Haemostatic markers and cardiovascular function in black and white South Africans : the SABPA study
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Motivation - In the black population of South Africa, cardiovascular disease (CVD) is rapidly increasing due to urbanisation. Stroke is usually accompanied by a pro-thrombotic haemostatic profile. Changing lifestyle factors that accompany the urbanisation process could have a negative impact on the haemostatic profile of black South Africans. Elevated levels of pro-coagulant factors, von Willebrand factor (vWF), fibrinogen and fibrin D-dimer have been reported in the black population, which could increase the black population’s susceptibility to CVD. However, low levels of plasminogen activator inhibitor-1 (PAI-1) previously reported in the black population could contribute towards a pro-fibrinolytic state, which may counteract the hypercoagulant state. This may have a beneficial effect on the haemostatic profile of the black population. More investigation into the haemostatic profile of black South Africans is therefore needed to determine if an altered haemostatic profile exists in this group, and if so, to what extent these alterations may relate to cardiovascular dysfunction. This study included markers of both the coagulation (vWF, fibrinogen, fibrin D-dimer) and fibrinolytic (PAI-1, fibrin D-dimer and fibrinolytic potential) systems in an attempt to investigate the haemostatic profile of the black population of South Africa, and for comparison purposes that of the white population as well. The relationship of these markers’ with selected markers of cardiovascular function was also examined to determine if they could possibly contribute to an increase in cardiovascular risk, especially in the black population. Aims - The aims of this study were to first compare coagulation and fibrinolysis markers in the black and white populations of South Africa. Furthermore, to determine if associations exist between the selected components of the haemostatic system and markers of cardiovascular function, especially in the black population of South Africa, who tends to be at a higher cardiovascular risk due to altered metabolic and haemostatic profiles. Methodology - The Sympathetic activity and Ambulatory Blood Pressure in Africans (SABPA) study was a prospective cohort study that consisted of 409 participants at baseline (2008-2009) that were equally distributed according to both ethnicity (200 black; 209 white) and gender (black, 101 men, 99 women; white, 101 men, 108 women). At follow-up (2011/2012) the cohort totaled 359 participants (170 black, 88 men and 82 women; 189 white, 93 men and 96 women). Data from baseline measurements were used for the first two manuscripts (chapters 2 and 3), while followup data was used for the third manuscript (chapter 4). vWF, fibrinogen, PAI-1, fibrin D-dimer, CLT, serum peroxides, glutathione, glutathione per-oxidase and reductase activity were determined, and ambulatory blood pressure and the retinal vessel calibres were measured. The groups were stratified by ethnicity as specified by statistical interaction terms. T-tests and chi-square tests were used to compare means and proportions, respectively. Pearson and partial regression analyses were used to determine correlations between the components of the haemostatic system and cardiovascular function markers. This was followed by multiple linear regression analyses to investigate whether independent associations exist between the variables in both ethnic groups. P-values ≤0.050 were deemed significant. Results and conclusion of each manuscript The first manuscript (chapter 2) compares the haemostatic profiles of the black and white population to determine whether ambulatory blood pressure is related to components of the haemostatic system. The black participants displayed a pro-thrombotic profile with significantly higher vWF, fibrinogen, PAI-1, fibrin D-dimer and a longer CLT than their white counterparts. Furthermore, partial and multiple linear regression analyses showed a positive association of systolic and diastolic blood pressure with fibrin D-dimer in the black population, while a negative association existed between ambulatory blood pressure and CLT in the white population. These associations suggest that fibrin D-dimer may contribute, at least in part, to the high prevalence of hypertension in the black population. The second manuscript (chapter 3) determined associations between markers of the haemostatic and oxidant-antioxidant systems in the black and white populations. In addition to the pro-thrombotic profile that exists in the black population, this group also had significantly higher serum peroxides (oxidative stress) and lower glutathione per-oxidase activity (antioxidant) levels. Multiple linear regression analyses indicated positive associations between fibrinogen and serum peroxides in both populations. In the white population, an additional positive association was found between serum peroxide and CLT. In the black population, vWF and CLT were negatively associated with GPx activity. The results suggest that there are ethnic-specific relationships between the haemostatic and oxidant-antioxidant systems. The third manuscript (chapter 4) investigated the relationships between the retinal vessel calibres and components of the haemostatic system in the black and white population. The investigation focussed specifically on arteriolar diameters in the lower median, since a narrow arteriolar diameter is known to be associated with elevated blood pressure. In both ethnic groups, a narrower arteriolar calibre was accompanied by narrower venular calibres. Independent positive associations were found between the central retinal vein equivalent (CRVE) and fibrinogen in the black population, as well as vWF and CLT in the white population. In addition, independent negative associations were found between the central retinal artery equivalent and CLT in the black population and with vWF in the white population. The results suggest that haemostatic alterations are linked to early vascular changes that may differ between ethnicities. General conclusion - Ethnic-specific relationships between the components of the haemostatic system and measures of cardiovascular function are evident. The pro-thrombotic profile that is observed in the black population, together with the adverse associations of the haemostatic components with blood pressure, a compromised oxidant-antioxidant profile, and retinal vessel calibres may contribute, at least in part, to the high cardiovascular and cerebrovascular risk evident in this population group.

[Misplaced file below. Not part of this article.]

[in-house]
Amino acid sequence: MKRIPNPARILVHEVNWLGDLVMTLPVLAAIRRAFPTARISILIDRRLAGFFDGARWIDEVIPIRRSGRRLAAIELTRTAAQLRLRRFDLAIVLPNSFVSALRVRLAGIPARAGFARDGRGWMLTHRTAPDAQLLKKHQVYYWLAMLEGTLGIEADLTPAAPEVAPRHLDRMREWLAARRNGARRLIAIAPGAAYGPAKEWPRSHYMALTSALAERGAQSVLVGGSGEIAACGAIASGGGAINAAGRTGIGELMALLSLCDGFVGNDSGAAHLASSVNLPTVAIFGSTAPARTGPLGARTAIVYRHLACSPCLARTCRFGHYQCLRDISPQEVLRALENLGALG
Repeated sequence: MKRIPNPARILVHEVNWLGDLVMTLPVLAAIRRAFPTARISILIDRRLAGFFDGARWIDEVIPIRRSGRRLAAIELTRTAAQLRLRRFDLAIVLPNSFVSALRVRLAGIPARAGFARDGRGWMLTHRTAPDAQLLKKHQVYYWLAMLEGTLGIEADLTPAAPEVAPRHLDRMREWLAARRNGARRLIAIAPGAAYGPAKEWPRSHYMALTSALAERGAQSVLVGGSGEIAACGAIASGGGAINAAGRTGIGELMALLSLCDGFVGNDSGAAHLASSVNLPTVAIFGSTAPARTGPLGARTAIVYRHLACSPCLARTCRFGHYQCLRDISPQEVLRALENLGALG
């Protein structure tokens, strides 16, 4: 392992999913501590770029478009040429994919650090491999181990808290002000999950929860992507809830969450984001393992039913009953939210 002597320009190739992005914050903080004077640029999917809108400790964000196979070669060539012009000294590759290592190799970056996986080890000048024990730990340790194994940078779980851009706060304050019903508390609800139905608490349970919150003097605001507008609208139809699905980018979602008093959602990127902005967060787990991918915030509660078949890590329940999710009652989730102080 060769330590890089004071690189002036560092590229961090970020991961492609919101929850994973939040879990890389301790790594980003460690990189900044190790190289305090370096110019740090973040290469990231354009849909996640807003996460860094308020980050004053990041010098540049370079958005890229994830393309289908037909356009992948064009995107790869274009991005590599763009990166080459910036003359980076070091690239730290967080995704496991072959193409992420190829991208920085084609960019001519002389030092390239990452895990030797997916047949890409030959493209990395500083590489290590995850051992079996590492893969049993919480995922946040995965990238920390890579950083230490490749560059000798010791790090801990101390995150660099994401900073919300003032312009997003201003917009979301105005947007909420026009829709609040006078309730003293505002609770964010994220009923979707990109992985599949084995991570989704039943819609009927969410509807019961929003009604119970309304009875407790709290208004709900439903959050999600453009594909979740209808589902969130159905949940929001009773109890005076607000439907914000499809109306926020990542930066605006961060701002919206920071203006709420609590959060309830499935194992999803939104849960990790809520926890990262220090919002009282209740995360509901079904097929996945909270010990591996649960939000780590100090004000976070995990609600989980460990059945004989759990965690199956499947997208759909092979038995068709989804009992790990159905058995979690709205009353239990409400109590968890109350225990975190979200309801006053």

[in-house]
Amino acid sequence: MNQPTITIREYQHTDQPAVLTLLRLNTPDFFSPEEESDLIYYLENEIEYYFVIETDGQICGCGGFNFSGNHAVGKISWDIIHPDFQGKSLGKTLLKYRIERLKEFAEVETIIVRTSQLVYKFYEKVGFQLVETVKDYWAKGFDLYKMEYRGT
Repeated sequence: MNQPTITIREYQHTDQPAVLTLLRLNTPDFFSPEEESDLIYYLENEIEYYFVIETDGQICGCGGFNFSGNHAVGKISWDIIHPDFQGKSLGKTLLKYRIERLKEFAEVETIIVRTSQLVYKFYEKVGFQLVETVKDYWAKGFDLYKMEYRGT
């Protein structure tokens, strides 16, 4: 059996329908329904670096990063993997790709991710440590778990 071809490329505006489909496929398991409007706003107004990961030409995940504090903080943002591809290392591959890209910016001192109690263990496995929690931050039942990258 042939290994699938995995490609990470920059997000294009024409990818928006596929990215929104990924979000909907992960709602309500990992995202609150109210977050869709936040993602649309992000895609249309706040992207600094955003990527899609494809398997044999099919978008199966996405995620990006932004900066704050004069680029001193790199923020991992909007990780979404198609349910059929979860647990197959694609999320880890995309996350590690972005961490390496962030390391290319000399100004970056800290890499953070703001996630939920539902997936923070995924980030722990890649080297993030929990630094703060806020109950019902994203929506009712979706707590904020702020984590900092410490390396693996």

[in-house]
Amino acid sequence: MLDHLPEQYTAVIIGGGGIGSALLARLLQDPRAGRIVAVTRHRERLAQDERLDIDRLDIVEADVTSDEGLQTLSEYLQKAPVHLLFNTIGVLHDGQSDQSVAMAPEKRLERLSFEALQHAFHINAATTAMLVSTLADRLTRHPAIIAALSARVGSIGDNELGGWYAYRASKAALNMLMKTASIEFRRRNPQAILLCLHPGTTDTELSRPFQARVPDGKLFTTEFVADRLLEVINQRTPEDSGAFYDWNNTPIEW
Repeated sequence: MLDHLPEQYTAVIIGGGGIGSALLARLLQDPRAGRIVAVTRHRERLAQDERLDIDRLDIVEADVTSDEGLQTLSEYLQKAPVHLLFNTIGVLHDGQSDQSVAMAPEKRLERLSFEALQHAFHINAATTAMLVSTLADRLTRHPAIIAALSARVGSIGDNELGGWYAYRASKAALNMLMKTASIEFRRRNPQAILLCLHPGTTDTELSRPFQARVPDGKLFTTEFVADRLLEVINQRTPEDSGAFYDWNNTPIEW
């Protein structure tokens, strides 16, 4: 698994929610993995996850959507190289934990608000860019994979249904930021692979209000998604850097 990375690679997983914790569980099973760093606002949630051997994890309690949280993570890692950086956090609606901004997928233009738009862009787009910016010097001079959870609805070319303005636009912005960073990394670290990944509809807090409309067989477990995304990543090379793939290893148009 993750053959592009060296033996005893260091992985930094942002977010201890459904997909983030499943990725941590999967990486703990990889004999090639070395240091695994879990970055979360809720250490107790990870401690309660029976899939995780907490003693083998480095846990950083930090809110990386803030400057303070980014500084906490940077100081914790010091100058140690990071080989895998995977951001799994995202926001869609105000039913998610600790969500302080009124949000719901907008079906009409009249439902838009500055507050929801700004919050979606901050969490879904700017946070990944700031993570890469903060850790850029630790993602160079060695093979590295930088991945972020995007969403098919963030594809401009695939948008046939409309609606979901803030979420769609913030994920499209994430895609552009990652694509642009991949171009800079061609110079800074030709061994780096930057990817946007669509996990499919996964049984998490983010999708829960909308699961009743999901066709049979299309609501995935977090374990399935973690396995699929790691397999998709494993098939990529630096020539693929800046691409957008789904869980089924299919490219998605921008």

- Health Sciences